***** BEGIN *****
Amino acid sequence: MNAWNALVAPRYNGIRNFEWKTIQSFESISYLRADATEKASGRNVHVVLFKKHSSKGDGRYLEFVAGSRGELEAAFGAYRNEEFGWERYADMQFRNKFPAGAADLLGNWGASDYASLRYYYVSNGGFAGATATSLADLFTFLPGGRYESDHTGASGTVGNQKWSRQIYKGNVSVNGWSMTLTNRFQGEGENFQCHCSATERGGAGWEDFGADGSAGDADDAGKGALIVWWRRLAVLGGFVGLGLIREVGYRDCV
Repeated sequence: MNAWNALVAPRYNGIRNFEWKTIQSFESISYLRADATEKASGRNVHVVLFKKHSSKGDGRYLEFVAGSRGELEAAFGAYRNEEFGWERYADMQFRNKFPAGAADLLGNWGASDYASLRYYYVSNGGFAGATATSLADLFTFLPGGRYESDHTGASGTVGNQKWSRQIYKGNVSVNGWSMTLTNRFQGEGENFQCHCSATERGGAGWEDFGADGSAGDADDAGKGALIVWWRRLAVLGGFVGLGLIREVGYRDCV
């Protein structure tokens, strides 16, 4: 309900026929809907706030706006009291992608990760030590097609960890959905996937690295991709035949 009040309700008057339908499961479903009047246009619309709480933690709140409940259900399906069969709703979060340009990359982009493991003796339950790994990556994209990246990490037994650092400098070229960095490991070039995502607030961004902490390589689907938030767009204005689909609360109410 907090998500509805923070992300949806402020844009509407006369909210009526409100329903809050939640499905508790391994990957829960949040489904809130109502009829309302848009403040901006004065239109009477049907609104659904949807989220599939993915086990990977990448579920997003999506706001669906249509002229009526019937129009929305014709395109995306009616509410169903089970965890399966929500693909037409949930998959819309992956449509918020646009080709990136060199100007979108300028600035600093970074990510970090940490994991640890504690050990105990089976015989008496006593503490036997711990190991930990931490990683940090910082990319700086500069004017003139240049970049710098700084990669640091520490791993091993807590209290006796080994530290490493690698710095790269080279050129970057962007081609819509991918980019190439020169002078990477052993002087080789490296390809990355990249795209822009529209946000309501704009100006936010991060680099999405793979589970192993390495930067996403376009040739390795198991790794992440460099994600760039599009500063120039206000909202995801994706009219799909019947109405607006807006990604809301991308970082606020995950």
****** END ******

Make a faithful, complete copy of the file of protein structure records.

Amino acid sequence: MNAWNALVAPRYNGIRNFEWKTIQSFESISYLRADATEKASGRNVHVVLFKKHSSKGDGRYLEFVAGSRGELEAAFGAYRNEEFGWERYADMQFRNKFPAGAADLLGNWGASDYASLRYYYVSNGGFAGATATSLADLFTFLPGGRYESDHTGASGTVGNQKWSRQIYKGNVSVNGWSMTLTNRFQGEGENFQCHCSATERGGAGWEDFGADGSAGDADDAGKGALIVWWRRLAVLGGFVGLGLIREVGYRDCV
Repeated sequence: MNAWNALVAPRYNGIRNFEWKTIQSFESISYLRADATEKASGRNVHVVLFKKHSSKGDGRYLEFVAGSRGELEAAFGAYRNEEFGWERYADMQFRNKFPAGAADLLGNWGASDYASLRYYYVSNGGFAGATATSLADLFTFLPGGRYESDHTGASGTVGNQKWSRQIYKGNVSVNGWSMTLTNRFQGEGENFQCHCSATERGGAGWEDFGADGSAGDADDAGKGALIVWWRRLAVLGGFVGLGLIREVGYRDCV
């Protein structure tokens, strides 16, 4: 309900026929809907706030706006009291992608990760030590097609960890959905996937690295991709035949 009040309700008057339908499961479903009047246009619309709480933690709140409940259900399906069969709703979060340009990359982009493991003796339950790994990556994209990246990490037994650092400098070229960095490991070039995502607030961004902490390589689907938030767009204005689909609360109410 907090998500509805923070992300949806402020844009509407006369909210009526409100329903809050939640499905508790391994990957829960949040489904809130109502009829309302848009403040901006004065239109009477049907609104659904949807989220599939993915086990990977990448579920997003999506706001669906249509002229009526019937129009929305014709395109995306009616509410169903089970965890399966929500693909037409949930998959819309992956449509918020646009080709990136060199100007979108300028600035600093970074990510970090940490994991640890504690050990105990089976015989008496006593503490036997711990190991930990931490990683940090910082990319700086500069004017003139240049970049710098700084990669640091520490791993091993807590209290006796080994530290490493690698710095790269080279050129970057962007081609819509991918980019190439020169002078990477052993002087080789490296390809990355990249795209822009529209946000309501704009100006936010991060680099999405793979589970192993390495930067996403376009040739390795198991790794992440460099994600760039599009500063120039206000909202995801994706009219799909019947109405607006807006990604809301991308970082606020995950």